This is not to mention the things Gortat does off the ball. He’s led the NBA each of the last two seasons in screen assists, which speaks to his ability to create opportunities for teammates not only in set plays, but also in transition. Considering both the Raptors and Wizards like to feed their centres early in games, the influence of this matchup is likely flying under the radar.

“Gortat is one of the best irritators, agitators in the game as far as his screening and holding and grabbing and creating a lane for everyone else,” Casey said. “Now, you have to commit two to him. Now, there goes a guy back-cutting off him. So, we have to show our hands and keep our hands free around him because he’s one of the best in the league at utilizing his body and his screening ability to create lanes for other people.”

It’s not particularly provocative to say the Raptors should have a massive advantage when it comes to bench play in this series. Toronto’s bench was the best in the league, but the Wizards aren’t without strong secondary players themselves.

Tomas Satoransky is the type of high-effort, sneaky-efficient player Raptors fans are probably going to be sick of seeing make smart, useful plays a couple games into this series. At 6-7, he’s an unusually long point guard who can serve as a wing player in certain lineups as well, defending multiple positions and hitting the odd three when he’s left open. His 61.5 true shooting percentage led the Wizards this season, and his 58.5 effective field-goal percentage was second to only Mike Scott.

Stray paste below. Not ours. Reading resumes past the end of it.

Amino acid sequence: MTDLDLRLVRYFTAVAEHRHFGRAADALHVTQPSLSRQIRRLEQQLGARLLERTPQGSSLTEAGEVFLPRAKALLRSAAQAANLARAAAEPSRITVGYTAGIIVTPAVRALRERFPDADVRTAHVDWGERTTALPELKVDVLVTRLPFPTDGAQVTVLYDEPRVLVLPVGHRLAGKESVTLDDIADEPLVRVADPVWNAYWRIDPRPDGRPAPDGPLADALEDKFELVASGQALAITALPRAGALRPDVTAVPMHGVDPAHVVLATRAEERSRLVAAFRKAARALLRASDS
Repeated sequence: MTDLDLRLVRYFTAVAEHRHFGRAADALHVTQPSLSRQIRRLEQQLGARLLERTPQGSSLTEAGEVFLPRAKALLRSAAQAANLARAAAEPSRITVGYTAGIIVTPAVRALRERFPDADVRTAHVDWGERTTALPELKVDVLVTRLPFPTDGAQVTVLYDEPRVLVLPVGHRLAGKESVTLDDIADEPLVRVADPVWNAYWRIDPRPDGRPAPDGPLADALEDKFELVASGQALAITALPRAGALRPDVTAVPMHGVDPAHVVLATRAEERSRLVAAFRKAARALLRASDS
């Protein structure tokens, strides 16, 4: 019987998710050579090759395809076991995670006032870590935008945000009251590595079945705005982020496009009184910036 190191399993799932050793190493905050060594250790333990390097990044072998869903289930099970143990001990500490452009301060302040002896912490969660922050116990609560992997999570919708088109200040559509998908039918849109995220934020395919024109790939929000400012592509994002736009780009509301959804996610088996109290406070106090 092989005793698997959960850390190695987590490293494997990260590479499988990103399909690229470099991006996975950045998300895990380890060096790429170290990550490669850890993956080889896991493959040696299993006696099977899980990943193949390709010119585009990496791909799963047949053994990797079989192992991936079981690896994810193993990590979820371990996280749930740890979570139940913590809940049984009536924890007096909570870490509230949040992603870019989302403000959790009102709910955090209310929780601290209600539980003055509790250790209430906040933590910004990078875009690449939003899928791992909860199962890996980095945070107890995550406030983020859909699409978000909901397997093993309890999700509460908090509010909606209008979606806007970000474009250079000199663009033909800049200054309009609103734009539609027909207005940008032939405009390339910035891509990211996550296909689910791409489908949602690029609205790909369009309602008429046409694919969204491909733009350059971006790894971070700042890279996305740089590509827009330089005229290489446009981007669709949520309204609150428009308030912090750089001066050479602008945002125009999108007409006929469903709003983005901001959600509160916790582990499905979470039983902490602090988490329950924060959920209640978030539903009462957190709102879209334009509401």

“We’ll have to make sure we have the right matchups on Satoransky, who is an unnoticed player they have that people don’t respect,” Casey said. “People in the basketball world respect what he brings to the table — his intelligence, his size, his ability to shoot the ball, and also his ability to defend with his size.”

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Kelly Oubre will also play a big role off the bench, and, depending on whether or not his shot is falling, could be influential late in games, an area of weakness thus far for the Wizards, who finished the season with bottom-10 offensive and defensive ratings in the fourth quarter. Beal is the guy for Washington in clutch situations. And Porter’s next up. But Oubre’s shown he can make big shots, as well.